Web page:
Scenario II

In this situation, the Cavs win the lottery, the Bulls leap from seventh-best odds to No. 2, and the Wizards improbably jump from ninth to fourth.

1. Cavaliers: James Wiseman

2. Bulls: LaMelo Ball

3. Warriors: Anthony Edwards

4. Wizards: Onyeka Okongwu

5. Timberwolves: Deni Avdija

6. Hawks: Tyrese Haliburton

7. Pistons: Killian Hayes

8. Knicks: Cole Anthony

9. Hornets: Obi Toppin

10. Suns: Patrick Williams

11. Spurs: Isaac Okoro

12. Pelicans: Devin Vassell

13. Kings: Tyrese Maxey

14. Trail Blazers: Theo Maledon

If there’s a team that’s going to take the plunge on James Wiseman at No. 1, it’s probably Cleveland, who after a series of weird drafts possess one of the weirder rosters in the NBA. The Cavs have a trio of young, scoring-oriented guards in Collin Sexton, Darius Garland and Kevin Porter. The issue is that it’s highly unclear which one of the three will end up being the best NBA player. And after a tumultuous year in the locker room that included John Beilein’s exodus, Cleveland is screaming for some stability moving forward. The thing they probably can’t justify without a concurrent trade or two is taking another guard. Unless they firmly believe Anthony Edwards or LaMelo Ball will be better than Sexton, Garland and Porter (which is certainly a reasonable stance to have, but maybe not as easy to say with confidence as you’d hope), it makes sense to go big with Wiseman. Kevin Love is under contract through 2022, and Andre Drummond would be smart to pick up his player option for 2020-21, but it shouldn’t be enough to dissuade Cleveland from taking Wiseman and hoping he adds the type of backbone to help cure some of their defensive allergies. There’s probably not another team with an obvious case (other than maybe Charlotte) to prioritize a center here.

This wound up being a good scenario for Cole Anthony after Ball, Haliburton and Hayes all came off the board in the first seven picks, leaving the Knicks in a tricky spot. Could you see the Knicks taking 22-year-old Obi Toppin after signing every free agent power forward East of the Mississippi to short-terms last summer? (Unfortunately, yes—they could simply decline Bobby Portis’s club option and slide Toppin into the rotation). Isaac Okoro should be in play here, but given the shooting questions, he’s not a great fit with R.J. Barrett, who is going to need optimal spacing to hit his ceiling. As things stand, this is probably the highest Anthony could get drafted. But above all else, the Knicks sorely need an offensive upgrade at guard, and while a lot of scouts are down on Anthony, he has a reasonable chance of being a more dynamic player in two years than any of their current guards. So that ended up being the fit here.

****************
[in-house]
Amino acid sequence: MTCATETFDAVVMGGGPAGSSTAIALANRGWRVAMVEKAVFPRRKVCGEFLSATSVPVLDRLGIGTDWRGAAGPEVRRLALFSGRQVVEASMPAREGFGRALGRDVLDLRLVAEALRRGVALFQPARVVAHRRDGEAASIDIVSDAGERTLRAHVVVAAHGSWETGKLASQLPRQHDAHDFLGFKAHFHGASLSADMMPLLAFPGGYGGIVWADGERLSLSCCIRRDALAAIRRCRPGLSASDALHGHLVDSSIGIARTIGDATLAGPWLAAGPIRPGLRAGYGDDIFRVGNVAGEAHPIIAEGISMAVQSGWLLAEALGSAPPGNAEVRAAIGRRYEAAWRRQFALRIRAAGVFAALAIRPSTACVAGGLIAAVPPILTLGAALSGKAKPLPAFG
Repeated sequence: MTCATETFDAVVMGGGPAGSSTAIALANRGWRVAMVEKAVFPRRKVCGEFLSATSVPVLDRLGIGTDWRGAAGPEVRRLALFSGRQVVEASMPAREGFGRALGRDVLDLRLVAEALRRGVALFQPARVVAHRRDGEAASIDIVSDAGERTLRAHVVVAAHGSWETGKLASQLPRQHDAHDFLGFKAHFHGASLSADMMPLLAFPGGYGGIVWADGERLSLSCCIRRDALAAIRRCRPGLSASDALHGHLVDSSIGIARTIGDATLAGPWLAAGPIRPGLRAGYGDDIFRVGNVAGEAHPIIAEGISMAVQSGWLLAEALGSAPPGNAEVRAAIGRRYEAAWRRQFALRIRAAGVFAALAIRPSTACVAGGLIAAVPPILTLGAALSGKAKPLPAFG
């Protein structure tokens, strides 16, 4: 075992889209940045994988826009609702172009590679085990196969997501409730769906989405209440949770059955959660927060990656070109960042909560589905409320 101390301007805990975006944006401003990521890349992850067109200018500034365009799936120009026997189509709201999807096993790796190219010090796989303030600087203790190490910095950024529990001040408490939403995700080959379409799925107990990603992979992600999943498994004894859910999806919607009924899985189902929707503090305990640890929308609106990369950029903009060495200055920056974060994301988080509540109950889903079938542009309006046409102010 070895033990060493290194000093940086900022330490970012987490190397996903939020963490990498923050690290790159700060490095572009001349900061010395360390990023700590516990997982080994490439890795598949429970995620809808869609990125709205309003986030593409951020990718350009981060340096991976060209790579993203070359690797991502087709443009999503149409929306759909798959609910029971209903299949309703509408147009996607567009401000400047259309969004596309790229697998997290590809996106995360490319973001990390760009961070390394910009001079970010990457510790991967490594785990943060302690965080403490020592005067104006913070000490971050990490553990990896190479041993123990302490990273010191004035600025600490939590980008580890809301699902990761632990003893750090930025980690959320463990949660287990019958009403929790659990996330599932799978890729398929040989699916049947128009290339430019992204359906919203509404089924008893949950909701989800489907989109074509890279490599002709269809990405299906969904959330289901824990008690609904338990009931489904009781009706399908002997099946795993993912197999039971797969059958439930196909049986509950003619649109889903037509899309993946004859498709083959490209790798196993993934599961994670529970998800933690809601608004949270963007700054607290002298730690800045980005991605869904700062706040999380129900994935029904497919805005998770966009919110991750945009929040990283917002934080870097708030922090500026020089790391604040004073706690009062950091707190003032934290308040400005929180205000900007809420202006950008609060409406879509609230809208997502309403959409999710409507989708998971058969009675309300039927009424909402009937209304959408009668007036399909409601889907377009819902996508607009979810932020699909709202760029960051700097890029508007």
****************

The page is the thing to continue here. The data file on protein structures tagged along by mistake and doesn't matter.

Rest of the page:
Could Okoro actually fall out of the Top 10? Maybe. His shooting struggles are going to be a bigger holdup for some teams than others. He’d be a no-brainer for the Spurs at 11, who have an organizational history of developing players’ jumpers. If he somehow made it to New Orleans at 12, that would also be a fairly obvious choice. But I could see teams like Charlotte (who might still have Michael Kidd-Gilchrist sticker shock) or Phoenix (who took wings in each of the last two lotteries) balking. Toppin and the Hornets make some sense together. Point being, Okoro’s range looks to be slightly wider than some of the other top guys just based on each organizations’ patience and capacity to take a risk. He should be a viable NBA player for a long time with his defensive acumen and toughness regardless, but paying for his upside high in the draft will be contingent on whether or not you think he eventually shoots. But his absolute floor is the 10-12 range.

Also of note: this is probably the highest Patrick Williams could go. Call that a hunch. But his defensive versatility as a more legitimate power forward would be a feasible bet for the Suns, who have struggled to find the right partner for Deandre Ayton up front. In this instance, I have Phoenix passing on Okoro and Devin Vassell and gambling on upside. While he hasn’t received much hype and is a ways off, it feels like Williams should be drafted somewhere between 10 and 15—his tools are going to play up in some capacity. You’re just betting that the rest of his skill set hits.


Scenario III

The Knicks and Kings walk into a bar…

1. Knicks: LaMelo Ball

2. Kings: Anthony Edwards

3. Cavaliers: James Wiseman

4. Hawks: Tyrese Haliburton

5. Warriors: Obi Toppin

6. Timberwolves: Onyeka Okongwu

7. Pistons: Killian Hayes

8. Bulls: Isaac Okoro

9. Hornets: Deni Avdija

10. Wizards: Devin Vassell

11. Suns: Cole Anthony

12. Spurs: Patrick Williams

13. Pelicans: Aaron Nesmith

14. Portland: Tyrese Maxey

Frankly, if the Knicks win the lottery, the LaMelo pressure is going to be there. New York is one of a few teams (Chicago, maybe Detroit) that have a strong enough need for a playmaker to seriously consider tying their future to Ball as a long-term piece. The Knicks and Bulls have undergone changes atop their front offices and have the type of decision-making security to make a splashy decision like this. Certainly, Ball will move tickets in a major market. And from his perspective, the Knicks might be the most attractive on-court situation, as well. He’d be a strong fit with Mitchell Robinson, who exclusively catches lobs and covers for mistakes defensively. Ball would help take decision-making pressure off of R.J. Barrett, who is always going to be a little miscast if he’s your best player.

The Knicks would almost certainly still be bad next season, and both players are going to have to shoot the ball better for this to have any chance of paying off. It’s important to note that Knicks boss Leon Rose was the guy who brought Lonzo Ball to CAA a year ago (Rose obviously left, and the Ball brothers recently signed with Roc Nation Sports). It’s not quite a Lonzo-LaVar-Lakers shotgun marriage. But for better or worse, there’s a level of familiarity that will inform New York’s decision if Ball is on the board. If LaMelo is going to go No. 1, this is the most plausible scenario.